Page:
2008a). About 35 percent of High Tech High graduates so far have been the first in their families to attend college, some the first to finish high school. Colleges attended include Stanford, University of California at Berkeley, Massachusetts Institute of Technology, Yale, Dartmouth, Georgetown, Northwestern, and Rensselaer Polytechnic Institute. More than 30 percent of High Tech High alumni enter a science, engineering, or mathematics field, compared with a national average of 17 percent (High Tech High, 2008c).

Engineering has been taught at High Tech High almost since its inception. Near the end of the inaugural 2000–2001 school year, David Berggren was hired to be an engineering instructor starting in the fall of 2001. Like a number of other teachers at the school, Berggren did not have a traditional teaching background. He studied engineering at the California Maritime Academy, where he earned a B.S. in marine engineering technology with a minor in computer science; he then worked for several years on factory fishing trawlers in the Bering Sea. In 2000 and 2001, he worked with his father to build, from scratch, a 58-foot steel salmon-fishing boat, which was delivered to its owners in Alaska in May 2001. By that time, looking for something different to do, Berggren had applied for the teaching position at High Tech High and had been accepted.

With no formal training on how to teach engineering to high school students—indeed, with no background in education at all—Berggren turned to the Project Lead the Way (PLTW) program, which, he says, was a “lifesaver.” PLTW provides a variety of well developed modules and courses that can be taught as is to engineering students. Berggren found that by using PLTW, he was able to focus his attention on aspects of teaching other than course development. For his first course, on the principles of engineering, he used PLTW’s course materials. As he became more comfortable and familiar with the materials and with teaching, he began modifying PLTW material to suit his students’ needs and his own ideas of the best way to teach the subject.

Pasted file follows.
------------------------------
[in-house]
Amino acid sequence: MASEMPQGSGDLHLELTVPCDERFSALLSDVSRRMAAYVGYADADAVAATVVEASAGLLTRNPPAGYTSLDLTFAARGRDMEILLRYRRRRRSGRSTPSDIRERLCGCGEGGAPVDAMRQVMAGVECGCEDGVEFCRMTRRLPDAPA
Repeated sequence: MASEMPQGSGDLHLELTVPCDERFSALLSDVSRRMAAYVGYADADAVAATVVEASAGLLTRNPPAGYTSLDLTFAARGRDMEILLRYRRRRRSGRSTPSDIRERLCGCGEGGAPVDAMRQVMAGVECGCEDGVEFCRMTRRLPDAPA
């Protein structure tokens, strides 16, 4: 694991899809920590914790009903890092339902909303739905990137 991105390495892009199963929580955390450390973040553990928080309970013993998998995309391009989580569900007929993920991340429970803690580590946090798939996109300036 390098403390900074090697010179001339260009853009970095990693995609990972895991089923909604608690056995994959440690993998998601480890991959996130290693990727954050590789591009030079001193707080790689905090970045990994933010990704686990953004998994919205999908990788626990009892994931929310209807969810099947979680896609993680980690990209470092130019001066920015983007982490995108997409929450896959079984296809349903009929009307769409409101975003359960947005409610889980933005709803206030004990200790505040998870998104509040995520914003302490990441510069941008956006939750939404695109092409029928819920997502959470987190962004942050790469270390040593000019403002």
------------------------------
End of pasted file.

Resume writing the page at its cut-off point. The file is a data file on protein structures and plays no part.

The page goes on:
Berggren found himself teaching different areas of engineering, depending on the students’ interests and on the other teachers with whom he was collaborating at the time. To do this, he had to ask himself exactly what his students should be learning about engineering. “Over the years, it’s something I really struggled with—what is common across the different fields of engineering.” Ultimately, he says, he decided that the most important thing was for the students to learn and be able to use the design process. “I feel like this design process is not only common to all areas of engineering, but it’s something that can be applied to all areas of life,” he says.

The National Academies of Sciences, Engineering, and Medicine
500 Fifth St. N.W. | Washington, D.C. 20001

Copyright © National Academy of Sciences. All rights reserved.
Terms of Use and Privacy Statement